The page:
Organisational Leadership: The DGL International Case study

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Introduction

Leadership has become a key research subject in the current era of technological advancement, entrepreneurial growth and organizational development. According to Zaccaro and Klimoski (2002, p. 4), studies regarding organizational leadership have been labelled ‘context-free’ as low consideration has been given to the fluctuating organizational variables that influence the impact and nature of leadership. The interpersonal processes that take place between leaders and employees of organizations affect the individual and collective performances and drive business success. One of the major obstacles in comprehending organisational leadership lies in the use of the same constructs to evaluate leadership across different organizational levels (Zaccaro & Klimoski 2002, p. 4). In other words, the assumption that the dynamics at the top of an organization’s management are similar to those at the lower levels. This has not only limited the empirical investigation on organizational leadership, which is a dual-focused management strategy aimed at achieving optimum performance levels of individuals and groups simultaneously (Khator 2012, p. 100). It has also resulted in intricate problems that have contributed heavily towards lower productivity and turnover for companies around the world. In this regard, DGL International, a fabricator of refinery equipment, is selected as the case study for organizational leadership analysis. The firm’s technical services division is currently facing serious problems related to the company’s leadership. As a consultant, the purpose of this report is to analyze the problems faced by DGL International’s technical services division in light of relevant leadership theories and concepts, and propose specific recommendations for the top and lower management employees to address the discussed issues. This purpose will be attained by employing the support of existing literature to investigate the significance of organizational leadership in maintaining good performance, and the importance of team composition in organizational composition. A discussion of the issues will follow in light of two leadership styles, and an appraisal on the role of senior leadership and the technical services division staff of DGL International. Finally, actionable recommendations would be made for both, the leadership and the employees, to tackle the discussed issues.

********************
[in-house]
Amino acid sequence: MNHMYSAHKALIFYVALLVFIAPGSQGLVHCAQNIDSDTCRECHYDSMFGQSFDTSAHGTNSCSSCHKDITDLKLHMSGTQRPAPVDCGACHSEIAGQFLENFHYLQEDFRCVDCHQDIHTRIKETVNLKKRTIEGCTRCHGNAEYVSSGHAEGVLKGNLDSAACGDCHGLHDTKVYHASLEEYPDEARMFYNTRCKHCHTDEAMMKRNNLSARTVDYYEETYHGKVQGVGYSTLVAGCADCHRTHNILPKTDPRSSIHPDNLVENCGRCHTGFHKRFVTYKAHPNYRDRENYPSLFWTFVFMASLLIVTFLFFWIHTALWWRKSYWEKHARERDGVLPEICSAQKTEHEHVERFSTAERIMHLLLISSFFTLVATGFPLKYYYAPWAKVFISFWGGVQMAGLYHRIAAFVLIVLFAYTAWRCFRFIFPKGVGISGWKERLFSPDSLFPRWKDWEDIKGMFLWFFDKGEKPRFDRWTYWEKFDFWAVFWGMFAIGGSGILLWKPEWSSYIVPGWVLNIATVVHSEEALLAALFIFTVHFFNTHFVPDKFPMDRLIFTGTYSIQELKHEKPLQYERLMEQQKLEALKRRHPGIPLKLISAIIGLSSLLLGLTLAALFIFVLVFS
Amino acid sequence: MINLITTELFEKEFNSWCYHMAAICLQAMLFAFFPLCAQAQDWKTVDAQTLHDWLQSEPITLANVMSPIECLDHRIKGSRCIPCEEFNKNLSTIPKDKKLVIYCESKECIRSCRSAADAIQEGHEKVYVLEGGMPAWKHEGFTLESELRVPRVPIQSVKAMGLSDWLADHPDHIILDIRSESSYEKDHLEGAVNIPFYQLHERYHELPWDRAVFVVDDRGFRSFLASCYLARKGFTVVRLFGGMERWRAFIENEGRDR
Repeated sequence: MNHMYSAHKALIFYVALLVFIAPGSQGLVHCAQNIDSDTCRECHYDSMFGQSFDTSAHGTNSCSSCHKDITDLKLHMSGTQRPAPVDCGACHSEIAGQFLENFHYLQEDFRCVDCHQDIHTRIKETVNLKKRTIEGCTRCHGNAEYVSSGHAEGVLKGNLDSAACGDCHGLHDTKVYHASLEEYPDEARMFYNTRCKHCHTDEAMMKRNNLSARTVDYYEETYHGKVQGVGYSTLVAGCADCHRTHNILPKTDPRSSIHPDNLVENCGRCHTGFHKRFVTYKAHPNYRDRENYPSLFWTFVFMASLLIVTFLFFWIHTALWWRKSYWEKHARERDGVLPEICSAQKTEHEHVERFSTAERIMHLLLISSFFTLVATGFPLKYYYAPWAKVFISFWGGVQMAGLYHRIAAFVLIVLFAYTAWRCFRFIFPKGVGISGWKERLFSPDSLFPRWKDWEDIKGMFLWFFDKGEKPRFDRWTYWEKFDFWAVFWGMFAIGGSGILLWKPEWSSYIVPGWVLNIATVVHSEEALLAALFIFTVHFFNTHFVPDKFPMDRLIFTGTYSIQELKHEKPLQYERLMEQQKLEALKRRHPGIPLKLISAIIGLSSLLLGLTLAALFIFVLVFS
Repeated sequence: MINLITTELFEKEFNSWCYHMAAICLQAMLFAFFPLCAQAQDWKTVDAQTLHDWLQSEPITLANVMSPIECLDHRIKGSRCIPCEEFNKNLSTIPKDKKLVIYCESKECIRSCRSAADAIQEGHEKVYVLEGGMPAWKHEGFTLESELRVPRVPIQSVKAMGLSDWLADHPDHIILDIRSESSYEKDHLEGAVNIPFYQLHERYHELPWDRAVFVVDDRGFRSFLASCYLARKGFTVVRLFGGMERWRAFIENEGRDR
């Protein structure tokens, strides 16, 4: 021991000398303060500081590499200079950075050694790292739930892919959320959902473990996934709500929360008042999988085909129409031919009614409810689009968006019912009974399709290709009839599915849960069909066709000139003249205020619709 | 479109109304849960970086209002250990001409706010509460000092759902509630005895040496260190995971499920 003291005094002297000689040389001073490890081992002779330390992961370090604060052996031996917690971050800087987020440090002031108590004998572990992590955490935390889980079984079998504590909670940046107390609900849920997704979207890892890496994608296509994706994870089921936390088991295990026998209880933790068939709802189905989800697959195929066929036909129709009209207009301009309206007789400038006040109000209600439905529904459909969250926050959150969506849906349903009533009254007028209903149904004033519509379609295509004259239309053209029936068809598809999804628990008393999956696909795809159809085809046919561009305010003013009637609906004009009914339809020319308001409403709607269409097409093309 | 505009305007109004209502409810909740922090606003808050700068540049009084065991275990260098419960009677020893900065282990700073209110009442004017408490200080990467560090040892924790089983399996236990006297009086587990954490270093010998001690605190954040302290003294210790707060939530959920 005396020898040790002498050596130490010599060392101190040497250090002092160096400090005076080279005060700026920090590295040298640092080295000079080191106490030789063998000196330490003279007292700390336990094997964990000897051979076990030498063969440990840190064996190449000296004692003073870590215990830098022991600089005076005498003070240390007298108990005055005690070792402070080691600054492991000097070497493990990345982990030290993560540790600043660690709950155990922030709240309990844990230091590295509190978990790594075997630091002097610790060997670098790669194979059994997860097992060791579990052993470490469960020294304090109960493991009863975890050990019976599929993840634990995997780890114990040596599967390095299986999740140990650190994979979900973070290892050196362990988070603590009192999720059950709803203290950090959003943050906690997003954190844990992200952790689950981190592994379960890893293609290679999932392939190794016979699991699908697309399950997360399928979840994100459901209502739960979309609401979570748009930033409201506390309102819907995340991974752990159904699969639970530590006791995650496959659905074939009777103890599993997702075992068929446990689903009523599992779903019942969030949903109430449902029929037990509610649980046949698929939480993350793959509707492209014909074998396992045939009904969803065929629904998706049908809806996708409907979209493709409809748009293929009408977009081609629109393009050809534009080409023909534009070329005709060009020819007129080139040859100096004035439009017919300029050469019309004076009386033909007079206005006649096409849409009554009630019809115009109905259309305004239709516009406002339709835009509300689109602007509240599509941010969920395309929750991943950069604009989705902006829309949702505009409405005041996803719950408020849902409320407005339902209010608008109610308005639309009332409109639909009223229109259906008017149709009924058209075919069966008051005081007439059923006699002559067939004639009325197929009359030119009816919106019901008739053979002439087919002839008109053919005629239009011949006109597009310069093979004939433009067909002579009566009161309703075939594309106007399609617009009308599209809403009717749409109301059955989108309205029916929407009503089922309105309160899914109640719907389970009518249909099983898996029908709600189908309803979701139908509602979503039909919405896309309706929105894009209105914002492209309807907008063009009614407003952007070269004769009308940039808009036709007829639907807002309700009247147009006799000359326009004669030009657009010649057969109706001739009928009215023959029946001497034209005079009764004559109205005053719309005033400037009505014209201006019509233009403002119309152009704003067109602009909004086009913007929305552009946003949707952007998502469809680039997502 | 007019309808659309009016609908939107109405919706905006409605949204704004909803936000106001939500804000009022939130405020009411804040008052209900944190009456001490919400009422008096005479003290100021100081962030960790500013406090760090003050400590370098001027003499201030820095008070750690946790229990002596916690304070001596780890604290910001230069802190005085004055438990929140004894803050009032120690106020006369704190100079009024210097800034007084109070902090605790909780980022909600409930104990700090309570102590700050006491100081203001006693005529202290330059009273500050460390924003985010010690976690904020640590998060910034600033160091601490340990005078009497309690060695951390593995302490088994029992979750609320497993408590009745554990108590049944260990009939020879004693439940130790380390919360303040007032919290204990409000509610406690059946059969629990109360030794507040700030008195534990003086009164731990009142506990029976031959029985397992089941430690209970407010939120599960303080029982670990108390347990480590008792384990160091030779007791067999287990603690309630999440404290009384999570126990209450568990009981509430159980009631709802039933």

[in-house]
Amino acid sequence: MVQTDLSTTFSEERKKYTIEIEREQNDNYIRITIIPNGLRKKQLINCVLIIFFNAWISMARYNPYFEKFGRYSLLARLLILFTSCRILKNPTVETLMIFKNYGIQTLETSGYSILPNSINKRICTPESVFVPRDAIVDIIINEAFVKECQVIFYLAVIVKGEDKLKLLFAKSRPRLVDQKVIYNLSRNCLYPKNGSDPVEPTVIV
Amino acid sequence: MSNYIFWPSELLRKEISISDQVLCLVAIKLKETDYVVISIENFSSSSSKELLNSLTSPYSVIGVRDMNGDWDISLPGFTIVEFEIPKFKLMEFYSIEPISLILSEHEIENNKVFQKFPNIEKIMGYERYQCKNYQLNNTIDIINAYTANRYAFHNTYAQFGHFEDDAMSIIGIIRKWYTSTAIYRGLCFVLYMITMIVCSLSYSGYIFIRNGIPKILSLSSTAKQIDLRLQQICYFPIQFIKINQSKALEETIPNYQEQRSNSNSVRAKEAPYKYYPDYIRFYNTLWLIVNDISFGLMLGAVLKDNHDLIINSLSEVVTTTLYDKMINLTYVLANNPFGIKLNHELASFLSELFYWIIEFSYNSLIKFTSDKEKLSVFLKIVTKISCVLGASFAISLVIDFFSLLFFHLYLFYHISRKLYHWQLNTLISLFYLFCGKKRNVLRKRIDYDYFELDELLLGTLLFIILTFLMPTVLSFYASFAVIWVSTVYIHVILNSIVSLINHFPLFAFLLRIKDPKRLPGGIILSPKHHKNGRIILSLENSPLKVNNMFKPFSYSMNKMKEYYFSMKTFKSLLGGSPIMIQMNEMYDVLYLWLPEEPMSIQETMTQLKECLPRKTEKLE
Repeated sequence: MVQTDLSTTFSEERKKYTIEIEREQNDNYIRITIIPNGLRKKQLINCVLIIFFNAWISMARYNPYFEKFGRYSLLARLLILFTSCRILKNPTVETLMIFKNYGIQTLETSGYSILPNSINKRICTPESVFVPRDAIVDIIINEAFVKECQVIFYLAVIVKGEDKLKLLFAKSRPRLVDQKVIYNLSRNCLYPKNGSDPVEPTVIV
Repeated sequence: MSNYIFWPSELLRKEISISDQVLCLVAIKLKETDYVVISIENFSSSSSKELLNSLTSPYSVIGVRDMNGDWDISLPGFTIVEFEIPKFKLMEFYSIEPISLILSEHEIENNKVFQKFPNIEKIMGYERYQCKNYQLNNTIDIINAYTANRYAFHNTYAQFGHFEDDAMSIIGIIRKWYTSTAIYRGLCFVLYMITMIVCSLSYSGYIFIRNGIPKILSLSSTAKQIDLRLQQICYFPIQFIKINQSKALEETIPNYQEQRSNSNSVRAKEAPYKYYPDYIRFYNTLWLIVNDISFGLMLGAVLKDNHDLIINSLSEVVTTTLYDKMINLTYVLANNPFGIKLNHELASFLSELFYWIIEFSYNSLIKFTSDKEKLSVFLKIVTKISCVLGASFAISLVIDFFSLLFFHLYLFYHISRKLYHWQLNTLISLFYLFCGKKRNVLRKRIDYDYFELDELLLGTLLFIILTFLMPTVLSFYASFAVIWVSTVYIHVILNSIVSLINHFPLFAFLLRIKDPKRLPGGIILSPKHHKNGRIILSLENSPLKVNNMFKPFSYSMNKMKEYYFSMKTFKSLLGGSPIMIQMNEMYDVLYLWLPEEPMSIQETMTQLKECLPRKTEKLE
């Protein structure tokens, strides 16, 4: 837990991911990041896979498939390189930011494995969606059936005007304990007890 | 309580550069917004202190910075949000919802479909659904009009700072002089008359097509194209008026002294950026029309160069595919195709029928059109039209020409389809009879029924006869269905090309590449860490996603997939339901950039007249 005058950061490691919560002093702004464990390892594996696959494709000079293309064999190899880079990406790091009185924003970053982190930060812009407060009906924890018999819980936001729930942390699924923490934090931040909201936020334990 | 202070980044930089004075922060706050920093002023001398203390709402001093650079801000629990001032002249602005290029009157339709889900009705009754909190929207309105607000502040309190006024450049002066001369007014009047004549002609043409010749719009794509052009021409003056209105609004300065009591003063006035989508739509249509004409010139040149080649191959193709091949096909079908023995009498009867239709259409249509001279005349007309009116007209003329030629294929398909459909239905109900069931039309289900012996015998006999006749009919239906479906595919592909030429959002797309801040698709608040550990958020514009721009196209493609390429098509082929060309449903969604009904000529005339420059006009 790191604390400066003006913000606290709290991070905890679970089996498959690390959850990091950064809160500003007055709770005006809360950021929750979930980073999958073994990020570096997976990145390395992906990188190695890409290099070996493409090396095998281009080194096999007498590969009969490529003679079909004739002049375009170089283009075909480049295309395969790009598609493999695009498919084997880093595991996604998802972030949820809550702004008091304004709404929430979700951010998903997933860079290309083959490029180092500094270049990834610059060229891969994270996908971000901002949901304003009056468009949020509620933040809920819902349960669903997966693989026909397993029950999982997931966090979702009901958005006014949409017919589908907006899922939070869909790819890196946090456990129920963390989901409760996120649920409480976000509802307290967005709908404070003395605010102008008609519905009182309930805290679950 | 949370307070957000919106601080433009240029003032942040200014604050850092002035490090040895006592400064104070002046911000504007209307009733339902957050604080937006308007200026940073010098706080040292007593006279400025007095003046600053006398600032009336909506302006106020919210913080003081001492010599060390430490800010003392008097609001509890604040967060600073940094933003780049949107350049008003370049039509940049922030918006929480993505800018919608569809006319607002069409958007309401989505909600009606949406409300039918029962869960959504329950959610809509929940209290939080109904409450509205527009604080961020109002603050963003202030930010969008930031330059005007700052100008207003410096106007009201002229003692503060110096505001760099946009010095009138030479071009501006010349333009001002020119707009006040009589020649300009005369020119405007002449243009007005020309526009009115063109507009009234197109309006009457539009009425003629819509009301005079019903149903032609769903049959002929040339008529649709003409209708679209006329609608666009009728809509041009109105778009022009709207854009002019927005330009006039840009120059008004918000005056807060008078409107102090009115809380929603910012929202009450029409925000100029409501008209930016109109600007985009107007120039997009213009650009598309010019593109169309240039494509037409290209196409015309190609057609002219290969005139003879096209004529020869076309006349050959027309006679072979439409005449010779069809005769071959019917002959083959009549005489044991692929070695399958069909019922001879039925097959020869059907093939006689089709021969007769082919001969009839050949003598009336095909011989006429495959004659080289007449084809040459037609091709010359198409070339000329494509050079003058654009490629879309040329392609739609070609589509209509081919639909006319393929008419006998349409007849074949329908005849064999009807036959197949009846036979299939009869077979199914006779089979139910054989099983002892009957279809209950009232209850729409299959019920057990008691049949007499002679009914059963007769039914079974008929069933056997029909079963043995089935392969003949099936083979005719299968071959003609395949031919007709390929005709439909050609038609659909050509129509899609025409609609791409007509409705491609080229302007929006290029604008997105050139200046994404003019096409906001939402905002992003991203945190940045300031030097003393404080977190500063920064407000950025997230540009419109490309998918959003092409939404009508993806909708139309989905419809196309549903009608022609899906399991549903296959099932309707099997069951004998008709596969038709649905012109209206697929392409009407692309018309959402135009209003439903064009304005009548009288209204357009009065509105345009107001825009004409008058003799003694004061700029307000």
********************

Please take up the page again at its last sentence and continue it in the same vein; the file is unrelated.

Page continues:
Organisational Leadership and Performance

In any organization, leadership is considered as a social process that involves social situations, leaders and followers. An effective leadership engages the overall responsiveness (also termed as cumulative capability) of the organization by extracting the maximum from the different set of available skills and potential of the followers, thereby enhancing the individual and collective performance. According to Tuan (2010, pg. 260), leadership has undergone significant changes in organizations to deal with the highly competitive global marketplace that is influenced by complex technologies, social diversity and geopolitical instability. Such leadership styles have been characterized by collaborative and interactive workplace environments that have boosted the performance of followers and leaders. Leadership is a process through which a leader influences the subordinates and followers to accomplish shared business goals by leading in leading coherently and cohesively (Al-Tameemi & Alshawi 2014, p. 2). In this regard, transformational and transactional leadership styles have governed how the leaders and follower interact and work towards a common purpose. According to Szewczak and Snodgrass (2002, p. 15), transformational leadership is a leader-follower relationship that comprises of a sense of responsibility towards the development and growth of the followers, which ultimately improves their performance. On the other hand, transactional leadership is an exchange relationship where the leaders hold the authority over their subordinates, and value a directed and structured environment in which the followers have to be self-motivated to enhance their performance and achieve organizational goals (Bass & Avolio 1993, p. 112). Transformational leadership has proved to be a crucial leadership style as far as performance is concerned. This is because it incorporates idealised influence, individual consideration, inspirational motivation, and intellectual stimulation as the main constructs of leadership behaviour (Pounder 2001, p. 281). However, transactional leadership only highlights the positive aspects of transformational leadership by incorporating relatively less inspirational, and an authoritative behaviour where self-motivation is the only choice for the followers to boost their performance and fear of punishment emerges in the case of failure to comply with the leaders’ wishes (Pounder 2001, p. 283). Therefore, it can be affirmed that leadership affects performance through the adopted leadership styles of leaders.

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